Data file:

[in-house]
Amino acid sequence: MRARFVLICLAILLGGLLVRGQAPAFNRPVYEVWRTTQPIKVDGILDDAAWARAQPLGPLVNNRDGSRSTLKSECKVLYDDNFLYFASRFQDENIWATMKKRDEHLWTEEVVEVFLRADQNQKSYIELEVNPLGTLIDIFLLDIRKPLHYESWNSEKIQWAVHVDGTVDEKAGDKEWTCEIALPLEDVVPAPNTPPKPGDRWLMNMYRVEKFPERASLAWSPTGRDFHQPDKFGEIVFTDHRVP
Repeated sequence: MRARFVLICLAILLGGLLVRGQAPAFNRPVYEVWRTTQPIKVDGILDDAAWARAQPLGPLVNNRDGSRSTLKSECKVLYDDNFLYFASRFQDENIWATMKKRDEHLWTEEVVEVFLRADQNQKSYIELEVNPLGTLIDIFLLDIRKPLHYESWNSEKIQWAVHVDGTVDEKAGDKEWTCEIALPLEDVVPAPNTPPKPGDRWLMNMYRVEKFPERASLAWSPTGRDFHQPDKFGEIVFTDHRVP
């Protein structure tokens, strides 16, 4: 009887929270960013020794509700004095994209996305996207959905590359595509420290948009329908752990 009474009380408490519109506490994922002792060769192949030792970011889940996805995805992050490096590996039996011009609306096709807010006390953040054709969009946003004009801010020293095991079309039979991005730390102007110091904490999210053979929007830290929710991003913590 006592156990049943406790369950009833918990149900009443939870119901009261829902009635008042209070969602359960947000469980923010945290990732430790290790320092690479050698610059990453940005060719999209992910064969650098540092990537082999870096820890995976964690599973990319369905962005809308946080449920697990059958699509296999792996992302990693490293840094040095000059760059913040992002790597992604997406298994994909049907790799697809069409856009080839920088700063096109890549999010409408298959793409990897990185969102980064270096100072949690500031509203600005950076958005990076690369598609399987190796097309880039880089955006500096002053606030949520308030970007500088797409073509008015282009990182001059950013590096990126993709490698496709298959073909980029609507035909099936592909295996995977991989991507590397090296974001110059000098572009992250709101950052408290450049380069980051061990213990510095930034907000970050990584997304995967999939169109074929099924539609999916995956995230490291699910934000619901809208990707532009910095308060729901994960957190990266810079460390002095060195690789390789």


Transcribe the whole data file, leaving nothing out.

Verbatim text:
[in-house]
Amino acid sequence: MRARFVLICLAILLGGLLVRGQAPAFNRPVYEVWRTTQPIKVDGILDDAAWARAQPLGPLVNNRDGSRSTLKSECKVLYDDNFLYFASRFQDENIWATMKKRDEHLWTEEVVEVFLRADQNQKSYIELEVNPLGTLIDIFLLDIRKPLHYESWNSEKIQWAVHVDGTVDEKAGDKEWTCEIALPLEDVVPAPNTPPKPGDRWLMNMYRVEKFPERASLAWSPTGRDFHQPDKFGEIVFTDHRVP
Repeated sequence: MRARFVLICLAILLGGLLVRGQAPAFNRPVYEVWRTTQPIKVDGILDDAAWARAQPLGPLVNNRDGSRSTLKSECKVLYDDNFLYFASRFQDENIWATMKKRDEHLWTEEVVEVFLRADQNQKSYIELEVNPLGTLIDIFLLDIRKPLHYESWNSEKIQWAVHVDGTVDEKAGDKEWTCEIALPLEDVVPAPNTPPKPGDRWLMNMYRVEKFPERASLAWSPTGRDFHQPDKFGEIVFTDHRVP
């Protein structure tokens, strides 16, 4: 009887929270960013020794509700004095994209996305996207959905590359595509420290948009329908752990 009474009380408490519109506490994922002792060769192949030792970011889940996805995805992050490096590996039996011009609306096709807010006390953040054709969009946003004009801010020293095991079309039979991005730390102007110091904490999210053979929007830290929710991003913590 006592156990049943406790369950009833918990149900009443939870119901009261829902009635008042209070969602359960947000469980923010945290990732430790290790320092690479050698610059990453940005060719999209992910064969650098540092990537082999870096820890995976964690599973990319369905962005809308946080449920697990059958699509296999792996992302990693490293840094040095000059760059913040992002790597992604997406298994994909049907790799697809069409856009080839920088700063096109890549999010409408298959793409990897990185969102980064270096100072949690500031509203600005950076958005990076690369598609399987190796097309880039880089955006500096002053606030949520308030970007500088797409073509008015282009990182001059950013590096990126993709490698496709298959073909980029609507035909099936592909295996995977991989991507590397090296974001110059000098572009992250709101950052408290450049380069980051061990213990510095930034907000970050990584997304995967999939169109074929099924539609999916995956995230490291699910934000619901809208990707532009910095308060729901994960957190990266810079460390002095060195690789390789």